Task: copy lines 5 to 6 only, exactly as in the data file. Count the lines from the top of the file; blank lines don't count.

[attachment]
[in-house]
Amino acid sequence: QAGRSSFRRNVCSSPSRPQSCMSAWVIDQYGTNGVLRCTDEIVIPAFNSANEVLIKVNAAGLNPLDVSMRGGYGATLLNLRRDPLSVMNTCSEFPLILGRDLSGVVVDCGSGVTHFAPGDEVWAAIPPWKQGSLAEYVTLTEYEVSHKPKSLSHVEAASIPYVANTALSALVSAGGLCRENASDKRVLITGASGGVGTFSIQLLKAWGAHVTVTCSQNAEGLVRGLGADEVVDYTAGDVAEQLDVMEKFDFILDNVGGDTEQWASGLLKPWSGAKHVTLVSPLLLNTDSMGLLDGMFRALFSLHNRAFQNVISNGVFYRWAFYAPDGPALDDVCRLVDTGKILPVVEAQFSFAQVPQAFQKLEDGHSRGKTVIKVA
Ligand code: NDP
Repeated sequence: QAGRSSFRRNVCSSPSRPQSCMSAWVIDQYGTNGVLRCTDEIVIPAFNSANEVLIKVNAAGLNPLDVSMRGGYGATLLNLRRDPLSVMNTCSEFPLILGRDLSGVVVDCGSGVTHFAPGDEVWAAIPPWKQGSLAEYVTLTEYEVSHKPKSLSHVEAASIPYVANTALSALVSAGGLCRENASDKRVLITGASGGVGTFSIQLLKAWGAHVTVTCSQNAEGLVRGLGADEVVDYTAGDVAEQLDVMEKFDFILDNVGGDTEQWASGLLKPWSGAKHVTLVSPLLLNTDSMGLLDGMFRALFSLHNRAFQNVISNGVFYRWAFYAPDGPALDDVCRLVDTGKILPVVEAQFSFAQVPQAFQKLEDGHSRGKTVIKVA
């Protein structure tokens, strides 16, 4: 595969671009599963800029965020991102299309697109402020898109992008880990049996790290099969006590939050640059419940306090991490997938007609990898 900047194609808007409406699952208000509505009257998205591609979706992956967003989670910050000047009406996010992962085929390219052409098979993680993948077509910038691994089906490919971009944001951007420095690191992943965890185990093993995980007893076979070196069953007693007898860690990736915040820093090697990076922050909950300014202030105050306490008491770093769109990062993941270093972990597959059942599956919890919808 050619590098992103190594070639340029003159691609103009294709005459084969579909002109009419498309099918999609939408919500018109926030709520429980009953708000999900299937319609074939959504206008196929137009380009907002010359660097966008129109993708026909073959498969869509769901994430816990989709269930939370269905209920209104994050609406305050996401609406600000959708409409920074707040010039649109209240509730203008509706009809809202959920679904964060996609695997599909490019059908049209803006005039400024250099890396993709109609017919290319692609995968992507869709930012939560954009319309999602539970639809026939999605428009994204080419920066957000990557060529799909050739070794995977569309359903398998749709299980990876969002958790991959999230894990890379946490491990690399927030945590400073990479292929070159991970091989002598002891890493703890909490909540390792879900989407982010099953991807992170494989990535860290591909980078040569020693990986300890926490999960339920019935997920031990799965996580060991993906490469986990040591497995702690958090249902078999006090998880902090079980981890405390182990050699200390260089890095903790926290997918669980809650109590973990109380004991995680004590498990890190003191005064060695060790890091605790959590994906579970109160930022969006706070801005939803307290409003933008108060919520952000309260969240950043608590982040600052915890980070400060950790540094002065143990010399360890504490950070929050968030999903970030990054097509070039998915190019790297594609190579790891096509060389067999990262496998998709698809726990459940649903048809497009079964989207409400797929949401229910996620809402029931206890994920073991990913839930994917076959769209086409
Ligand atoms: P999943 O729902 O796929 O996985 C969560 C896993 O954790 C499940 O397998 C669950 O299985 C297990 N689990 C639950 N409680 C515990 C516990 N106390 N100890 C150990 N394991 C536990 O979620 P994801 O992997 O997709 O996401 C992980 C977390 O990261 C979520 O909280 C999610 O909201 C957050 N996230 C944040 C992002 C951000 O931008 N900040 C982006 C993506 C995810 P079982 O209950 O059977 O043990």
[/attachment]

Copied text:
């Protein structure tokens, strides 16, 4: 595969671009599963800029965020991102299309697109402020898109992008880990049996790290099969006590939050640059419940306090991490997938007609990898 900047194609808007409406699952208000509505009257998205591609979706992956967003989670910050000047009406996010992962085929390219052409098979993680993948077509910038691994089906490919971009944001951007420095690191992943965890185990093993995980007893076979070196069953007693007898860690990736915040820093090697990076922050909950300014202030105050306490008491770093769109990062993941270093972990597959059942599956919890919808 050619590098992103190594070639340029003159691609103009294709005459084969579909002109009419498309099918999609939408919500018109926030709520429980009953708000999900299937319609074939959504206008196929137009380009907002010359660097966008129109993708026909073959498969869509769901994430816990989709269930939370269905209920209104994050609406305050996401609406600000959708409409920074707040010039649109209240509730203008509706009809809202959920679904964060996609695997599909490019059908049209803006005039400024250099890396993709109609017919290319692609995968992507869709930012939560954009319309999602539970639809026939999605428009994204080419920066957000990557060529799909050739070794995977569309359903398998749709299980990876969002958790991959999230894990890379946490491990690399927030945590400073990479292929070159991970091989002598002891890493703890909490909540390792879900989407982010099953991807992170494989990535860290591909980078040569020693990986300890926490999960339920019935997920031990799965996580060991993906490469986990040591497995702690958090249902078999006090998880902090079980981890405390182990050699200390260089890095903790926290997918669980809650109590973990109380004991995680004590498990890190003191005064060695060790890091605790959590994906579970109160930022969006706070801005939803307290409003933008108060919520952000309260969240950043608590982040600052915890980070400060950790540094002065143990010399360890504490950070929050968030999903970030990054097509070039998915190019790297594609190579790891096509060389067999990262496998998709698809726990459940649903048809497009079964989207409400797929949401229910996620809402029931206890994920073991990913839930994917076959769209086409
Ligand atoms: P999943 O729902 O796929 O996985 C969560 C896993 O954790 C499940 O397998 C669950 O299985 C297990 N689990 C639950 N409680 C515990 C516990 N106390 N100890 C150990 N394991 C536990 O979620 P994801 O992997 O997709 O996401 C992980 C977390 O990261 C979520 O909280 C999610 O909201 C957050 N996230 C944040 C992002 C951000 O931008 N900040 C982006 C993506 C995810 P079982 O209950 O059977 O043990």